Did you decide to get an MBA in order to explore the concept of search funds?
No, not really. I’d been a bond trader for 10 years and didn’t really know what I wanted to do next. I had never really wanted to get an MBA but changed my mind when I realized it was a great platform for experimentation. Berkeley gave me access to different industries, to VCs and start-ups, and to other ideas. I did an internship with a search fund, attended conferences on the subject, and met folks in the industry who ended up investing with us through the alumni network.  

The cool thing about the search fund space is that fundamentally it’s a model built on mentorship. While a lot of the finance world can be defensive toward new entrants, the search fund world is the opposite. I’ve heard it described as the “hippie commune of investing.” Everyone’s just so supportive, helpful, and sharing. One person introduces you to three others and so on. It became really easy to meet people who wanted to be helpful. 

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What about the coursework at Berkeley? Was that helpful?
Yes. After my first year, I had crystalized that raising a search fund was what I wanted to do. I talked to investors and asked them what would be most helpful. They said something surprising: double down on soft-skill classes. They said you might think you’re mostly going to do strategic planning and analysis, but really you end up dealing with personal conflicts and complicated interpersonal dynamics. So I took Mike Katz’s class on People Development; Arina Isaacson’s Storytelling for Leadership; Cameron Anderson’s Power and Politics in Organizations. That plus, of course, classes on private equity, LBOs, managerial accounting, etc. 

What kind of companies is a searcher looking for?
We start with the industry first. We look for industries that are fragmented and growing quickly, so it has really nice tailwinds and no one player dominates.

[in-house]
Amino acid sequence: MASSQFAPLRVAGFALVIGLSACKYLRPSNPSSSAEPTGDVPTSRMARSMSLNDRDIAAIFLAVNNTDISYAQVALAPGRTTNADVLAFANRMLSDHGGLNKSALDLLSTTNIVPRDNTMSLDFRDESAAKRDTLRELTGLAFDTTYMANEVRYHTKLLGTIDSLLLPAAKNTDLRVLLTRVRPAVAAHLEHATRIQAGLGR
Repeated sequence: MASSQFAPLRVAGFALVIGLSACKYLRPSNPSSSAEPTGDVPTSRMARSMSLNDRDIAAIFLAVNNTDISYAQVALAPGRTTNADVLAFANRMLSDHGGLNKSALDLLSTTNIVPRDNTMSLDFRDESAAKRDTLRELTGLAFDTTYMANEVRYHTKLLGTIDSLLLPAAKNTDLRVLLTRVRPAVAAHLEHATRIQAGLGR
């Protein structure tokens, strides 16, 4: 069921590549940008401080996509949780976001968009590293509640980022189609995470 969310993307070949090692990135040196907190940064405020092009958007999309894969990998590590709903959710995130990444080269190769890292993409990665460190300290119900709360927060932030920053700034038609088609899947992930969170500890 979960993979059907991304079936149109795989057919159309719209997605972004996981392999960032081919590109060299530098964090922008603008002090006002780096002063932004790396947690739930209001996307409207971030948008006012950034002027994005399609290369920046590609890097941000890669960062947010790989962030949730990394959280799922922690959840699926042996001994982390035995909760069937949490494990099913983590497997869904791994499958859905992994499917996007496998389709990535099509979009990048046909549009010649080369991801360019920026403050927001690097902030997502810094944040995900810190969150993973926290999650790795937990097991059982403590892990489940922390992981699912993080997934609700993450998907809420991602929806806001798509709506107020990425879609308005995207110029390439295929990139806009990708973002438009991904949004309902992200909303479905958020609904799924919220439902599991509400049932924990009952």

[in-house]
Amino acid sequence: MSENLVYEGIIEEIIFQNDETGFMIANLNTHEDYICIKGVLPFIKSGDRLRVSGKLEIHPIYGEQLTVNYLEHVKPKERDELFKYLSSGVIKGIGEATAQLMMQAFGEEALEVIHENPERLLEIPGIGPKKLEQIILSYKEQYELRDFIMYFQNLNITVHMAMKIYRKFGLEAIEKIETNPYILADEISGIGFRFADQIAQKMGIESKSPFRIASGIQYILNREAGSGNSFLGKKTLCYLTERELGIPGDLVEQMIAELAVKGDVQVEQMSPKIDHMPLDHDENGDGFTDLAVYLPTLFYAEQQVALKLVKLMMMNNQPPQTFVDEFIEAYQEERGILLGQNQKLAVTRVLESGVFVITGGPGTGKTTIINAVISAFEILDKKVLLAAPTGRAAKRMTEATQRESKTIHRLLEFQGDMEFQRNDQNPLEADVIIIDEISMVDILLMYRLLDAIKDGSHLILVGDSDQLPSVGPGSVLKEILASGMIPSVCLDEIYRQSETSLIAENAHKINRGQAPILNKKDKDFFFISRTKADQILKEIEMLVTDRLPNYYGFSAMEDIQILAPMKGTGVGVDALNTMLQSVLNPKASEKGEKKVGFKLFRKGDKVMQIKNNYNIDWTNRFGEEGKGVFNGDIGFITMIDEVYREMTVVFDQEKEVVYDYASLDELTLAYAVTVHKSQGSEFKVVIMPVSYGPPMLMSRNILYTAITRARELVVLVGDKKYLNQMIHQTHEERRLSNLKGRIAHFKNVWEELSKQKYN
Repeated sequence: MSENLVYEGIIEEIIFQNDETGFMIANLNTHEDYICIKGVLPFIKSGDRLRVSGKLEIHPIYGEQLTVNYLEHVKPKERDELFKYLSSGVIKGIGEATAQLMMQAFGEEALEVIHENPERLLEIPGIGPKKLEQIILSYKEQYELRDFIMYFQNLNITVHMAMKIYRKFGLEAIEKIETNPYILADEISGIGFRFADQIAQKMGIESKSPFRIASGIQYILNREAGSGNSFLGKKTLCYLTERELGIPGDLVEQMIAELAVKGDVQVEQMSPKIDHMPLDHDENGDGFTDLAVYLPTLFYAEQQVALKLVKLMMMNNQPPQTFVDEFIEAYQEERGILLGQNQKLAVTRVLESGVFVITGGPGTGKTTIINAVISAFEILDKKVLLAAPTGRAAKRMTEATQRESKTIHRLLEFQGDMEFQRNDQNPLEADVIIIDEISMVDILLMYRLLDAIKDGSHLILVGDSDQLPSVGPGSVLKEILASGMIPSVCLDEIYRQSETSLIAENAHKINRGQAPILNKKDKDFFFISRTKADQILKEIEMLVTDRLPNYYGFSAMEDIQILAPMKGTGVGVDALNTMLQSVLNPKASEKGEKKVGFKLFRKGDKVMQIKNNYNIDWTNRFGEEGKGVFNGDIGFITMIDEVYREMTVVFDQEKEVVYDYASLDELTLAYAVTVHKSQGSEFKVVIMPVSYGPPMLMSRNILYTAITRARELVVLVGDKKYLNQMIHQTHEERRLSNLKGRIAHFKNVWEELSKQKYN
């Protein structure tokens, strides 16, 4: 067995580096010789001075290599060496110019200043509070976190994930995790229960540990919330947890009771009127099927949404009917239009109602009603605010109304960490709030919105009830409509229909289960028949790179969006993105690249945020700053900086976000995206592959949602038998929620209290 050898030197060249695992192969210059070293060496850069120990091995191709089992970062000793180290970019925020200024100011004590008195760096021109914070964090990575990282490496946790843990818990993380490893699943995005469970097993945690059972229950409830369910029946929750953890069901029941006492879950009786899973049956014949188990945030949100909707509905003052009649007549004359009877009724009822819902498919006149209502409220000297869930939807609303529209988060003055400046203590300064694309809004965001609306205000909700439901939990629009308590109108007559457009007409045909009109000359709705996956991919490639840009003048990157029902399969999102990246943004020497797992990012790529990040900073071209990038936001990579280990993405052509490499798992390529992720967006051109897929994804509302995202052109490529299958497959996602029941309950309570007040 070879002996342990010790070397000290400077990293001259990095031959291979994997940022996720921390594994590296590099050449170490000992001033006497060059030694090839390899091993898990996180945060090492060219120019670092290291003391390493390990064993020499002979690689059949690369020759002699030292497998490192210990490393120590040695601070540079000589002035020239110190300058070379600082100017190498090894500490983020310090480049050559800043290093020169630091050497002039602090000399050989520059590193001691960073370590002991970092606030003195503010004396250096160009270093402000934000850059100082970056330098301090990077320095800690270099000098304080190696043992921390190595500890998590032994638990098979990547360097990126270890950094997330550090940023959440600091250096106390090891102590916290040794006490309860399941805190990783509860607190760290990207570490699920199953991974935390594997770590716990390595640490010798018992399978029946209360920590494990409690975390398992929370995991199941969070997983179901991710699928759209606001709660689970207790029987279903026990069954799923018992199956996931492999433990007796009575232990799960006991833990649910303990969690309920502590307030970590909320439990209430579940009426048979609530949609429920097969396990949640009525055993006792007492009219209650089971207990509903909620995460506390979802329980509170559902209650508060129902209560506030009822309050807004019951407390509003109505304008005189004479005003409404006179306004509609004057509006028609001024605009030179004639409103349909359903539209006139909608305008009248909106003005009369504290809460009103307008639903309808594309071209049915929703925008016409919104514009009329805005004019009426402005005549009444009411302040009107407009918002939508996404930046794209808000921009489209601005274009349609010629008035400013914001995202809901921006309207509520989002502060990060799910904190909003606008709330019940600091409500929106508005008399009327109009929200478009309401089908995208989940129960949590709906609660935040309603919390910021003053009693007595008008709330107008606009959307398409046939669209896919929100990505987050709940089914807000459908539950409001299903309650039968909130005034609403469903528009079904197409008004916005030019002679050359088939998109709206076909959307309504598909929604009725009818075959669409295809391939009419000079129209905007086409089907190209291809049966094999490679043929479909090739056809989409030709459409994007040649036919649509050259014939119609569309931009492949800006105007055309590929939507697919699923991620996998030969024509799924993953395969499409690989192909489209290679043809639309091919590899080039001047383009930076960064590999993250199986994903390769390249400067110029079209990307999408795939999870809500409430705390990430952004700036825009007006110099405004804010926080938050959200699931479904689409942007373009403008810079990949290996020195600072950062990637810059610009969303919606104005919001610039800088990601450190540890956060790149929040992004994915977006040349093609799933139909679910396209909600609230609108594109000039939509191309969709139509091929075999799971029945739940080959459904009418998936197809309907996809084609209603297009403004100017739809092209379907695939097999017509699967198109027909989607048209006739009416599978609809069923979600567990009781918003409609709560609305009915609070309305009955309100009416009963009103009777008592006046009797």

As for the specific company, we want one with a strong competitive position and a high percentage of recurring revenue. Nothing capital-intensive, so we’re not looking at sectors like manufacturing. We want well-managed businesses that can grow quickly and profitably. One way to think about these characteristics is we’re looking for businesses that run themselves. 

Well, wouldn’t everyone want a business like this?
Yes, everyone would. That’s why the search is so challenging. There’s lots of competition, particularly in this economy. For us, often our target is an owner who is at least 60 years old, looking to retire and doesn’t have a succession plan. They may have their entire net worth invested in their business and aren’t paying themselves much. Or, maybe they like building companies and just want to cash out. Usually it’s serendipitous circumstances. Hopefully, the company is small enough to be under the radar of PE firms. Our message to the founder is the search fund mantra: We’re not investors. We’re operators looking for our next home. We don’t want to come in and gut your company. We’re here to preserve – and build on – the legacy you’ve built.  

What industries are you looking at?